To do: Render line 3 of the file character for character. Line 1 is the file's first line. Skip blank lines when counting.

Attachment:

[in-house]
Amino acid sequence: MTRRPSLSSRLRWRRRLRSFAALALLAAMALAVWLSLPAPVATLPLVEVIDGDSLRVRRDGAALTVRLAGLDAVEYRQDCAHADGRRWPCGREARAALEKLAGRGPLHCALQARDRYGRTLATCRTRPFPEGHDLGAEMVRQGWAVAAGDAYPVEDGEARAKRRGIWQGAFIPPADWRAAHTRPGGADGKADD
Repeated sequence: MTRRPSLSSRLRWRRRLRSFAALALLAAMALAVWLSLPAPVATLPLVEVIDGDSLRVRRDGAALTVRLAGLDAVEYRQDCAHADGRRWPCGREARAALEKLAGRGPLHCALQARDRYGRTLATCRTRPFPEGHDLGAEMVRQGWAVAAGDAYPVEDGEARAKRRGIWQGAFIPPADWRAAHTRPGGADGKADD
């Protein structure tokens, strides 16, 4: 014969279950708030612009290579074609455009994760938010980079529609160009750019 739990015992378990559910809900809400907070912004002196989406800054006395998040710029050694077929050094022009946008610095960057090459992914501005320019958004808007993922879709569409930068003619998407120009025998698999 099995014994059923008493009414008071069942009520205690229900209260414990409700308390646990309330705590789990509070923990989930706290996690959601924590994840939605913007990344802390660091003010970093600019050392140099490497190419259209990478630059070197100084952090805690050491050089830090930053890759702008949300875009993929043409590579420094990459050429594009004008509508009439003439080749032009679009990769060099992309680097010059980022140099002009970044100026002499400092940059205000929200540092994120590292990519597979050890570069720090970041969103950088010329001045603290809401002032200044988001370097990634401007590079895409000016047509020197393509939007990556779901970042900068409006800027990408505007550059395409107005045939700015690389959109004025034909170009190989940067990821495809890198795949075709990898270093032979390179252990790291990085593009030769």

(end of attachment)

Repeated sequence: MTRRPSLSSRLRWRRRLRSFAALALLAAMALAVWLSLPAPVATLPLVEVIDGDSLRVRRDGAALTVRLAGLDAVEYRQDCAHADGRRWPCGREARAALEKLAGRGPLHCALQARDRYGRTLATCRTRPFPEGHDLGAEMVRQGWAVAAGDAYPVEDGEARAKRRGIWQGAFIPPADWRAAHTRPGGADGKADD